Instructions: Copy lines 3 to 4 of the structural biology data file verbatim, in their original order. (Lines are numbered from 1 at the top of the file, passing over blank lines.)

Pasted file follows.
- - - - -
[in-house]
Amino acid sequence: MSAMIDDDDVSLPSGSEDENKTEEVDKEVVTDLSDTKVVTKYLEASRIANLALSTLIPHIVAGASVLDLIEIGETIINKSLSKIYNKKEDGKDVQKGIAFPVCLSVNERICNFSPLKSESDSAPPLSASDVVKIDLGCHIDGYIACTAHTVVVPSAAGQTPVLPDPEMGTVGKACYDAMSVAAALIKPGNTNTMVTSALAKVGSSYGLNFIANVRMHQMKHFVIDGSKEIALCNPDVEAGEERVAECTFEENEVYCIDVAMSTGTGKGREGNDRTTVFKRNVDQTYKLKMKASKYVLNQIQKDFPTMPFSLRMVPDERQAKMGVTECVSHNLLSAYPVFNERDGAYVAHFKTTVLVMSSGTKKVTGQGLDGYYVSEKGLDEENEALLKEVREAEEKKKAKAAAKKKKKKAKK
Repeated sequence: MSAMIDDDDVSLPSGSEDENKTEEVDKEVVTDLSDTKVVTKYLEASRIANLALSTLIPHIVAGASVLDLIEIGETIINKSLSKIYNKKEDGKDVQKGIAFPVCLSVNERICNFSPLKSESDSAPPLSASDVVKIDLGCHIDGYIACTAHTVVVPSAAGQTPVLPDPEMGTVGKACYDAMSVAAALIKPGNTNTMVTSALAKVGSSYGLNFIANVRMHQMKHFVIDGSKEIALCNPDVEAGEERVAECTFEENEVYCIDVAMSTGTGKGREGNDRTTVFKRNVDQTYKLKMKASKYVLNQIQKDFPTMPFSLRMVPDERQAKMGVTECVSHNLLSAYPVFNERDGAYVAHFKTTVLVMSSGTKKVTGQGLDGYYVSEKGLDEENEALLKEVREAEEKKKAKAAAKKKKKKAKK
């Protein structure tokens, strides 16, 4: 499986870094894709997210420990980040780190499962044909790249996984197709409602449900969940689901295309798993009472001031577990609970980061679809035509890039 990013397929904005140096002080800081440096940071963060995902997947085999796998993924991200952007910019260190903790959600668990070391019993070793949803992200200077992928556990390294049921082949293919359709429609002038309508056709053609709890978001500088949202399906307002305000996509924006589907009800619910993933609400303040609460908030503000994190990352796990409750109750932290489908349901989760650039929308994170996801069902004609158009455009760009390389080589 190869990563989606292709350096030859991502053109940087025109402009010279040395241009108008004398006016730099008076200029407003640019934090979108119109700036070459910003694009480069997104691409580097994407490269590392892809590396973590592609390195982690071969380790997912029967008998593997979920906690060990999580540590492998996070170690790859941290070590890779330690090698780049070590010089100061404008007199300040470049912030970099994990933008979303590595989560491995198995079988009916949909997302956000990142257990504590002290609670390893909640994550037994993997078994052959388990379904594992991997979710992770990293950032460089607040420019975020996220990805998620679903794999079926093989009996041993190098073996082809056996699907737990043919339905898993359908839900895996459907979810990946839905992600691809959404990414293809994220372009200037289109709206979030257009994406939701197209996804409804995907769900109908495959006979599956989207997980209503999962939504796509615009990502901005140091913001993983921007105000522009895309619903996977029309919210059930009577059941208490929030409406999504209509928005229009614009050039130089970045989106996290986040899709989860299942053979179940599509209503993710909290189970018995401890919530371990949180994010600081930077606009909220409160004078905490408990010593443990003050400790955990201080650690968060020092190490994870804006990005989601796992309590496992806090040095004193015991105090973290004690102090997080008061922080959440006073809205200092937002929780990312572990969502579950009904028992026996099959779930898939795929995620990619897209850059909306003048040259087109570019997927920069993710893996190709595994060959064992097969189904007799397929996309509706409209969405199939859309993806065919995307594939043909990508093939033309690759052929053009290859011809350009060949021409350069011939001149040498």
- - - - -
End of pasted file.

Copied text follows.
Repeated sequence: MSAMIDDDDVSLPSGSEDENKTEEVDKEVVTDLSDTKVVTKYLEASRIANLALSTLIPHIVAGASVLDLIEIGETIINKSLSKIYNKKEDGKDVQKGIAFPVCLSVNERICNFSPLKSESDSAPPLSASDVVKIDLGCHIDGYIACTAHTVVVPSAAGQTPVLPDPEMGTVGKACYDAMSVAAALIKPGNTNTMVTSALAKVGSSYGLNFIANVRMHQMKHFVIDGSKEIALCNPDVEAGEERVAECTFEENEVYCIDVAMSTGTGKGREGNDRTTVFKRNVDQTYKLKMKASKYVLNQIQKDFPTMPFSLRMVPDERQAKMGVTECVSHNLLSAYPVFNERDGAYVAHFKTTVLVMSSGTKKVTGQGLDGYYVSEKGLDEENEALLKEVREAEEKKKAKAAAKKKKKKAKK
């Protein structure tokens, strides 16, 4: 499986870094894709997210420990980040780190499962044909790249996984197709409602449900969940689901295309798993009472001031577990609970980061679809035509890039 990013397929904005140096002080800081440096940071963060995902997947085999796998993924991200952007910019260190903790959600668990070391019993070793949803992200200077992928556990390294049921082949293919359709429609002038309508056709053609709890978001500088949202399906307002305000996509924006589907009800619910993933609400303040609460908030503000994190990352796990409750109750932290489908349901989760650039929308994170996801069902004609158009455009760009390389080589 190869990563989606292709350096030859991502053109940087025109402009010279040395241009108008004398006016730099008076200029407003640019934090979108119109700036070459910003694009480069997104691409580097994407490269590392892809590396973590592609390195982690071969380790997912029967008998593997979920906690060990999580540590492998996070170690790859941290070590890779330690090698780049070590010089100061404008007199300040470049912030970099994990933008979303590595989560491995198995079988009916949909997302956000990142257990504590002290609670390893909640994550037994993997078994052959388990379904594992991997979710992770990293950032460089607040420019975020996220990805998620679903794999079926093989009996041993190098073996082809056996699907737990043919339905898993359908839900895996459907979810990946839905992600691809959404990414293809994220372009200037289109709206979030257009994406939701197209996804409804995907769900109908495959006979599956989207997980209503999962939504796509615009990502901005140091913001993983921007105000522009895309619903996977029309919210059930009577059941208490929030409406999504209509928005229009614009050039130089970045989106996290986040899709989860299942053979179940599509209503993710909290189970018995401890919530371990949180994010600081930077606009909220409160004078905490408990010593443990003050400790955990201080650690968060020092190490994870804006990005989601796992309590496992806090040095004193015991105090973290004690102090997080008061922080959440006073809205200092937002929780990312572990969502579950009904028992026996099959779930898939795929995620990619897209850059909306003048040259087109570019997927920069993710893996190709595994060959064992097969189904007799397929996309509706409209969405199939859309993806065919995307594939043909990508093939033309690759052929053009290859011809350009060949021409350069011939001149040498």